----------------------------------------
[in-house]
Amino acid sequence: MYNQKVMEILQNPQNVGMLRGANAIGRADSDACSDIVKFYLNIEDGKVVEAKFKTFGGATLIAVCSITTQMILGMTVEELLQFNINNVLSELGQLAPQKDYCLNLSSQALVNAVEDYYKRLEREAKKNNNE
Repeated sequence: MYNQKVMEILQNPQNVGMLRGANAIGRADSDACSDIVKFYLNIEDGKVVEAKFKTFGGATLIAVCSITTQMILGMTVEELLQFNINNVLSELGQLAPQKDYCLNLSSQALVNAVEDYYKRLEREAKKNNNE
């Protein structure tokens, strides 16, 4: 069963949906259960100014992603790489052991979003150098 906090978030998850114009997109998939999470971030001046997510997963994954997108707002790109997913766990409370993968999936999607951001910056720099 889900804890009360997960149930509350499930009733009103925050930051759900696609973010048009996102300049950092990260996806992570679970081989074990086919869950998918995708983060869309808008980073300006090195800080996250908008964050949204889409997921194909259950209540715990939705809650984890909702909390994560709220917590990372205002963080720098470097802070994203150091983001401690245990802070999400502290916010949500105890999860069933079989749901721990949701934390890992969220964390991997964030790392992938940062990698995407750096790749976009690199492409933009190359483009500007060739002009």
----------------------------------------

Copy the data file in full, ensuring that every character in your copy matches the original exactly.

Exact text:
[in-house]
Amino acid sequence: MYNQKVMEILQNPQNVGMLRGANAIGRADSDACSDIVKFYLNIEDGKVVEAKFKTFGGATLIAVCSITTQMILGMTVEELLQFNINNVLSELGQLAPQKDYCLNLSSQALVNAVEDYYKRLEREAKKNNNE
Repeated sequence: MYNQKVMEILQNPQNVGMLRGANAIGRADSDACSDIVKFYLNIEDGKVVEAKFKTFGGATLIAVCSITTQMILGMTVEELLQFNINNVLSELGQLAPQKDYCLNLSSQALVNAVEDYYKRLEREAKKNNNE
């Protein structure tokens, strides 16, 4: 069963949906259960100014992603790489052991979003150098 906090978030998850114009997109998939999470971030001046997510997963994954997108707002790109997913766990409370993968999936999607951001910056720099 889900804890009360997960149930509350499930009733009103925050930051759900696609973010048009996102300049950092990260996806992570679970081989074990086919869950998918995708983060869309808008980073300006090195800080996250908008964050949204889409997921194909259950209540715990939705809650984890909702909390994560709220917590990372205002963080720098470097802070994203150091983001401690245990802070999400502290916010949500105890999860069933079989749901721990949701934390890992969220964390991997964030790392992938940062990698995407750096790749976009690199492409933009190359483009500007060739002009």